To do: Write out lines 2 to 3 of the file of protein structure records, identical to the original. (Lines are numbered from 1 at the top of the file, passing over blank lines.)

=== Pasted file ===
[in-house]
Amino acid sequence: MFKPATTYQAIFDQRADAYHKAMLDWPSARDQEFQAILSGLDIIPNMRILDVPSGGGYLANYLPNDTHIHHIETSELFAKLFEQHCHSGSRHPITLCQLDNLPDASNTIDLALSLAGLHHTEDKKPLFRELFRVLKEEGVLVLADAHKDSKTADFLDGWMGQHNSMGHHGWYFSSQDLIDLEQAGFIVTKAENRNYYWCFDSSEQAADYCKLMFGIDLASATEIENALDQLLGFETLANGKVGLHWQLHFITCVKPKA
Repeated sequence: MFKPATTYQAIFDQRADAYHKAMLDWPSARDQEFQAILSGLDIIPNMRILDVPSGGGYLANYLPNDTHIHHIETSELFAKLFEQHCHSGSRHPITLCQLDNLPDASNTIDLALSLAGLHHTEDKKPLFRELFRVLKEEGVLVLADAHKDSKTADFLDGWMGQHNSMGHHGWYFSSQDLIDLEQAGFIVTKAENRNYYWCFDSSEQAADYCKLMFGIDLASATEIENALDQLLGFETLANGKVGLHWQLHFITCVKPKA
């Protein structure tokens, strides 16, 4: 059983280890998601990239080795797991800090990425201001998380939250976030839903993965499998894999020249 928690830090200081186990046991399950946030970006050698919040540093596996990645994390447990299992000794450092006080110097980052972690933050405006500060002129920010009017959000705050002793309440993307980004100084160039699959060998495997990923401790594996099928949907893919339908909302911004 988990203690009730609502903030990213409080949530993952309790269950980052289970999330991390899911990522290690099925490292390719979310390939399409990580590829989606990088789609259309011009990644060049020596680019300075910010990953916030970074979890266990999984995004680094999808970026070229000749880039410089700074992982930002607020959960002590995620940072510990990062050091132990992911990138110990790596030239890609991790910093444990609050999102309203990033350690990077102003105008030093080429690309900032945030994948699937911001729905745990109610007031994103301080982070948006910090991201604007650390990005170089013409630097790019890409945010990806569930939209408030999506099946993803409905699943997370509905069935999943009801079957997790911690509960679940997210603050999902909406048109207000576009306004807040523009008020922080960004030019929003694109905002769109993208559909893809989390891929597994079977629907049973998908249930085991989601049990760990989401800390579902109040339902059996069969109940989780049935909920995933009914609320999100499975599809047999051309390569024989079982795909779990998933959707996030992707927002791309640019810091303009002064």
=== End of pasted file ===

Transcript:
Amino acid sequence: MFKPATTYQAIFDQRADAYHKAMLDWPSARDQEFQAILSGLDIIPNMRILDVPSGGGYLANYLPNDTHIHHIETSELFAKLFEQHCHSGSRHPITLCQLDNLPDASNTIDLALSLAGLHHTEDKKPLFRELFRVLKEEGVLVLADAHKDSKTADFLDGWMGQHNSMGHHGWYFSSQDLIDLEQAGFIVTKAENRNYYWCFDSSEQAADYCKLMFGIDLASATEIENALDQLLGFETLANGKVGLHWQLHFITCVKPKA
Repeated sequence: MFKPATTYQAIFDQRADAYHKAMLDWPSARDQEFQAILSGLDIIPNMRILDVPSGGGYLANYLPNDTHIHHIETSELFAKLFEQHCHSGSRHPITLCQLDNLPDASNTIDLALSLAGLHHTEDKKPLFRELFRVLKEEGVLVLADAHKDSKTADFLDGWMGQHNSMGHHGWYFSSQDLIDLEQAGFIVTKAENRNYYWCFDSSEQAADYCKLMFGIDLASATEIENALDQLLGFETLANGKVGLHWQLHFITCVKPKA